Have you ever heard the term Shrinkflation?

Definition from Economic's Help is here:

Shrinkflation occurs when firms reduce the size or quantity of a good and keep prices the same. Shrinkflation is an alternative to increasing prices, and you could argue it is a disguised form of inflation because if you wanted to buy exactly the same quantity of the good, you would have to spend relatively more. However, shrinkflation won't show up in the consumer price index because prices stay the same.

Here are some examples of chocolate bars' changes in weight from 2014 to 2018. Brands sold these weight changes as an anti-obesity act in these years. I didn't buy this. I believe that the real motivation of these companies for shrinkflate is probably getting more profit. In today's economic view, we are talking about another scenario.

Source: https://www.reddit.com/r/assholedesign/comments/rq02b4/shrinkflation/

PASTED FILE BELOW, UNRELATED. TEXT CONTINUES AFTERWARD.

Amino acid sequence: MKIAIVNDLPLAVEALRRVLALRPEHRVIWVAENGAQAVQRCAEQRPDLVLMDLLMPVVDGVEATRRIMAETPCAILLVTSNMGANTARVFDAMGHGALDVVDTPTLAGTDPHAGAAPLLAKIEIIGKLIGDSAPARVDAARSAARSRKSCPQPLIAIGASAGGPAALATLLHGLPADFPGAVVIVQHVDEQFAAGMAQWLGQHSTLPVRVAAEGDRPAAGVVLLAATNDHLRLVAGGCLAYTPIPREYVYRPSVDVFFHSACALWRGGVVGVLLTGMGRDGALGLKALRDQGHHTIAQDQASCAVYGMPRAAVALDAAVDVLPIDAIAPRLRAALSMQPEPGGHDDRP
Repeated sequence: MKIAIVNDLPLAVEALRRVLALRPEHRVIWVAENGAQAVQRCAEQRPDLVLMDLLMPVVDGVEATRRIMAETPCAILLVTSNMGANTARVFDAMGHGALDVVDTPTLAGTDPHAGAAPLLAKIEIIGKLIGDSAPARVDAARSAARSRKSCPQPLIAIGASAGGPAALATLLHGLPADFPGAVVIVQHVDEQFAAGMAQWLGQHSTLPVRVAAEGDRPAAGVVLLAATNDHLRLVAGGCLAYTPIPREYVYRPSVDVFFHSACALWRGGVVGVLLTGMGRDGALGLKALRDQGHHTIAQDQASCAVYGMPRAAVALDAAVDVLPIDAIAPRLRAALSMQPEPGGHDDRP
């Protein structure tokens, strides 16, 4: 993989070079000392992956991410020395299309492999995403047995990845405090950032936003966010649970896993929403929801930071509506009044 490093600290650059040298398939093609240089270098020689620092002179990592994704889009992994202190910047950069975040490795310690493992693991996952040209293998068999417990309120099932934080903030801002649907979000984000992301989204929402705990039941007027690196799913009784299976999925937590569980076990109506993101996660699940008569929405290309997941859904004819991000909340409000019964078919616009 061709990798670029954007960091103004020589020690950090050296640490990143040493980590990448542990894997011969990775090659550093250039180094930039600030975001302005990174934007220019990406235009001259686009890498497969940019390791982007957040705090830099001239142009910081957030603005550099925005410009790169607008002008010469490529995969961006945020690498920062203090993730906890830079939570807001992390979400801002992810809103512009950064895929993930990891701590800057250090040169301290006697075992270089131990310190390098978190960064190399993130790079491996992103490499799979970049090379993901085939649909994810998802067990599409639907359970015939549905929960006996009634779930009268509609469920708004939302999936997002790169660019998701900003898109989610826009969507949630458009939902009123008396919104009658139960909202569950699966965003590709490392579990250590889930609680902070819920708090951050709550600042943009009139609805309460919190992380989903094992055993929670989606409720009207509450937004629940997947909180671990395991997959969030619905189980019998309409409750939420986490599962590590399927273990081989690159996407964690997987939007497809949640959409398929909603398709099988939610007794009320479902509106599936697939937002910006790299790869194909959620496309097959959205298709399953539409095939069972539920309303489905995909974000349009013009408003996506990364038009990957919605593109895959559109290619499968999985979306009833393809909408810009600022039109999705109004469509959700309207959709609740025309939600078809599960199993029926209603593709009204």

These days brands are shrinking their products because of inflation. Shrinkflation is an economical choice, and I understand the reasons and consequences of it. But I think these companies are making a big mistake.

The most important part of being a brand is trustworthiness. We prefer brands to commodity products because they promise a unique value proposition. Standardization is one of them. If you change your weight, but you don't change your packaging, it is a kind of cheating. The consumer never forgets the disappointment you delivered. It damages your brand. You spent tons of money to create a brand from scratch. A shrinkflation decision can sabotage your investment.

Being a brand is challenging. But, keeping it is harder than.